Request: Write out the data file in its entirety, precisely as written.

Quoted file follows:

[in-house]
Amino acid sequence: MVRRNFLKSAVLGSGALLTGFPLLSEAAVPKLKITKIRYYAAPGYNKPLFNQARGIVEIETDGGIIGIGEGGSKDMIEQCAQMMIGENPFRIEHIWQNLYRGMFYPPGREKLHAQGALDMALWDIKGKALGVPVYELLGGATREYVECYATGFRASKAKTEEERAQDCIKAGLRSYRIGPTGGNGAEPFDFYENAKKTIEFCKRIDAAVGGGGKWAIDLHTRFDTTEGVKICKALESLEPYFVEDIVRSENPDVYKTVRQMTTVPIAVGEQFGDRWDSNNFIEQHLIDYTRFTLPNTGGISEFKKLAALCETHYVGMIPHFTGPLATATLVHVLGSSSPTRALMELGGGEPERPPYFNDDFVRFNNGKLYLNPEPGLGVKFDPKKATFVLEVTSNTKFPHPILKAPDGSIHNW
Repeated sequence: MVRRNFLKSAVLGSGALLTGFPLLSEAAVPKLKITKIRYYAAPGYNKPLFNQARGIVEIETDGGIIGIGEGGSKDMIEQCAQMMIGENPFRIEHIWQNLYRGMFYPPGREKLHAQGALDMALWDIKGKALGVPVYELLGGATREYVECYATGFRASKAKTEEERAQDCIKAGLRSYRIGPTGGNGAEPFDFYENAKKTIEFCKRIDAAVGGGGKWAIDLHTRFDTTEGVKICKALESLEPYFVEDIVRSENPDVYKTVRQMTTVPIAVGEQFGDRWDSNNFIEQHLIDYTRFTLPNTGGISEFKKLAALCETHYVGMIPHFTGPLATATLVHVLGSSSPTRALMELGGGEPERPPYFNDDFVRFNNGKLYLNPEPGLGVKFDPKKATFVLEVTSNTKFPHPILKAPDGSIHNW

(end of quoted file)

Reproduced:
[in-house]
Amino acid sequence: MVRRNFLKSAVLGSGALLTGFPLLSEAAVPKLKITKIRYYAAPGYNKPLFNQARGIVEIETDGGIIGIGEGGSKDMIEQCAQMMIGENPFRIEHIWQNLYRGMFYPPGREKLHAQGALDMALWDIKGKALGVPVYELLGGATREYVECYATGFRASKAKTEEERAQDCIKAGLRSYRIGPTGGNGAEPFDFYENAKKTIEFCKRIDAAVGGGGKWAIDLHTRFDTTEGVKICKALESLEPYFVEDIVRSENPDVYKTVRQMTTVPIAVGEQFGDRWDSNNFIEQHLIDYTRFTLPNTGGISEFKKLAALCETHYVGMIPHFTGPLATATLVHVLGSSSPTRALMELGGGEPERPPYFNDDFVRFNNGKLYLNPEPGLGVKFDPKKATFVLEVTSNTKFPHPILKAPDGSIHNW
Repeated sequence: MVRRNFLKSAVLGSGALLTGFPLLSEAAVPKLKITKIRYYAAPGYNKPLFNQARGIVEIETDGGIIGIGEGGSKDMIEQCAQMMIGENPFRIEHIWQNLYRGMFYPPGREKLHAQGALDMALWDIKGKALGVPVYELLGGATREYVECYATGFRASKAKTEEERAQDCIKAGLRSYRIGPTGGNGAEPFDFYENAKKTIEFCKRIDAAVGGGGKWAIDLHTRFDTTEGVKICKALESLEPYFVEDIVRSENPDVYKTVRQMTTVPIAVGEQFGDRWDSNNFIEQHLIDYTRFTLPNTGGISEFKKLAALCETHYVGMIPHFTGPLATATLVHVLGSSSPTRALMELGGGEPERPPYFNDDFVRFNNGKLYLNPEPGLGVKFDPKKATFVLEVTSNTKFPHPILKAPDGSIHNW